In terms of what I have come to associate the name ‘Death Note’ with, and what I like about the story overall, this film pretty much ticks all the boxes in terms of what I wanted out of this. The chases between the police force and Kira are still solid, and Ryūzaki just making a mockery out of everyone in earshot is amazing to witness. In fact, pretty much any scene featuring Ryūzaki makes the film worth watching in its entirety. Now, while this film doesn’t contain anything as stone-cold brilliant as the tennis match between Light and L, or anything as meme-worthy as the infamous potato chip scene, this does have its fair share of memorable moments. The opening street chase involving the task force and Sakura is quite chilling, aided by how crazy Rina Kawaei plays the part, and makes great visual use of the core aspect of the story with the titular Death Note. There’s also Misa’s character arc, the conclusion of which is remarkably poignant; again, I’m not that big a fan of Misa from the original story, but I got seriously choked up by that arc.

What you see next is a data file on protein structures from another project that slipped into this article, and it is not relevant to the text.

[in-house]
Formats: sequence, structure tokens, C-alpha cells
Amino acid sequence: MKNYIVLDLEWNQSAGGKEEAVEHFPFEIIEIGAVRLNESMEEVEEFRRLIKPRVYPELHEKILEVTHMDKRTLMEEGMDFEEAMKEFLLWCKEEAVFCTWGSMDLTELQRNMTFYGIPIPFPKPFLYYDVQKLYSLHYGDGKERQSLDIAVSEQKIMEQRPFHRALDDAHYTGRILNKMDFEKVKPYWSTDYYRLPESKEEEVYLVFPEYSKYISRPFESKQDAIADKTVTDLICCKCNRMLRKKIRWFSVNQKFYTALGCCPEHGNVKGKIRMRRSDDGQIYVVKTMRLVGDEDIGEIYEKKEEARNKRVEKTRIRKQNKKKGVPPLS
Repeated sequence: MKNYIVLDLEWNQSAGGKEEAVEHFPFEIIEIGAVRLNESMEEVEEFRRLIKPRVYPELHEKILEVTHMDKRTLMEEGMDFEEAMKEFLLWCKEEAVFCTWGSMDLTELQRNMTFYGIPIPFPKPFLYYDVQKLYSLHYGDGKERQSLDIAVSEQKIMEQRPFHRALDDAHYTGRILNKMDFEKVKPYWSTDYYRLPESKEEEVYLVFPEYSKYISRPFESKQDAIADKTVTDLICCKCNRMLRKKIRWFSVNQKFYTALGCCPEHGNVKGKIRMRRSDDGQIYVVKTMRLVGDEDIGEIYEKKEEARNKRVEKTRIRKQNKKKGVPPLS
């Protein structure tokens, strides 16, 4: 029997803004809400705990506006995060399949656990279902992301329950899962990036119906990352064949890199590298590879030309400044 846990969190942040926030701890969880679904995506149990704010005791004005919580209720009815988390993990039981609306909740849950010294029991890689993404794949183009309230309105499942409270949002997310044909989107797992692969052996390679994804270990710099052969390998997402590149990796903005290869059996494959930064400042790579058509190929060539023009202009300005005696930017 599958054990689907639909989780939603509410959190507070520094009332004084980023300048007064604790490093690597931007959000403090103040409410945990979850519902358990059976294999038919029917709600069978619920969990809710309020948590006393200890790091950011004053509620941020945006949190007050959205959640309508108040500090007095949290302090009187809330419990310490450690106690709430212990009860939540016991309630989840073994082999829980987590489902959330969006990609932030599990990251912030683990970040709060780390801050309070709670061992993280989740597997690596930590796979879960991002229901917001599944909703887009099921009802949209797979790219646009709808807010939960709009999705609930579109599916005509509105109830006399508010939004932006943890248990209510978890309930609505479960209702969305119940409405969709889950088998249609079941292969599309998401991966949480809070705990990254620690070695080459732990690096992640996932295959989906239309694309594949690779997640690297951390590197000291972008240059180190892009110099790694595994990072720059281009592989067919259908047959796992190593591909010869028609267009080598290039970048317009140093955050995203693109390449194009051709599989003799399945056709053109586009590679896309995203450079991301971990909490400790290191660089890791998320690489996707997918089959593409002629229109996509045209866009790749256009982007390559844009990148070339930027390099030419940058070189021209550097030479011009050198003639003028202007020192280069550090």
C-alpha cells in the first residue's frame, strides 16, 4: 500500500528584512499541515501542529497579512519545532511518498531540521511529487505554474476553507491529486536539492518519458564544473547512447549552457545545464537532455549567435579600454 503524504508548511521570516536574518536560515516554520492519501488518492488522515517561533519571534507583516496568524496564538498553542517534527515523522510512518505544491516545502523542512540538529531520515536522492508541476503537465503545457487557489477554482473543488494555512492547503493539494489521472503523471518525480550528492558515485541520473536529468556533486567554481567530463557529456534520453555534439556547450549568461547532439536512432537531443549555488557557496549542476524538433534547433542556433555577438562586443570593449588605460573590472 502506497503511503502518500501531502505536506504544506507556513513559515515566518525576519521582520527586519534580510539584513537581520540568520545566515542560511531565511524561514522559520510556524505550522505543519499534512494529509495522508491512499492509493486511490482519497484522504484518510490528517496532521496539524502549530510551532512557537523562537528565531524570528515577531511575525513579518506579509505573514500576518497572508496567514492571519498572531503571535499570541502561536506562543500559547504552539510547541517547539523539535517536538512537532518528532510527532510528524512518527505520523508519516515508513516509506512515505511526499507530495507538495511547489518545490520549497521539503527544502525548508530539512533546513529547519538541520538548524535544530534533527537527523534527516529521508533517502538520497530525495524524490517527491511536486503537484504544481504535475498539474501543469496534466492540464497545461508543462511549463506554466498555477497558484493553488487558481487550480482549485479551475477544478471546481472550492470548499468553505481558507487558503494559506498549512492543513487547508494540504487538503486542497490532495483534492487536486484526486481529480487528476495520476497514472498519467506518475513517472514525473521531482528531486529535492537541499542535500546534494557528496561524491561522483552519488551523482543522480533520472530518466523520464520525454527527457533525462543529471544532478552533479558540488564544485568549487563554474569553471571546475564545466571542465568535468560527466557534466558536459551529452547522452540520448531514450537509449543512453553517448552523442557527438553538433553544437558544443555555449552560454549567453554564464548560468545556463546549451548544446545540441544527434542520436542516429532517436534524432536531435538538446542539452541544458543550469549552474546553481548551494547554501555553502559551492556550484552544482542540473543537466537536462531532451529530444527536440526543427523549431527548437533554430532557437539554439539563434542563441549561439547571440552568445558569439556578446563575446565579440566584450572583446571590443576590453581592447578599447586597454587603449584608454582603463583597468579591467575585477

As a means of continuing the story, the script goes for a similar approach to the later Saw films, in that it is less about the actions taken by the serial killer and more about the legacy of said serial killer and who will be the one(s) to carry it on. Where the original story was relatively straight-forward, in that Kira’s identities were made obvious to the reader from the offset, this gives more into the mystery angle to show the conflict over the name of Kira. Now, while this is mostly good in how the pieces shuffle around the board, it will occasionally enter the realms of the truly ridiculous. When I mentioned earlier that this film involves the descendants of Light and L, I mean that genetic material is involved. With Light, the explanation is fairly sound, if a tad confusing considering the differences that become apparent between the manga and the live-action films that came before this. With L, the explanation given only makes sense if Ryūzaki is a clone of L… which is a brand of ludicrous that, even considering the plot twists already made in the franchise, I thought this film wouldn’t reach.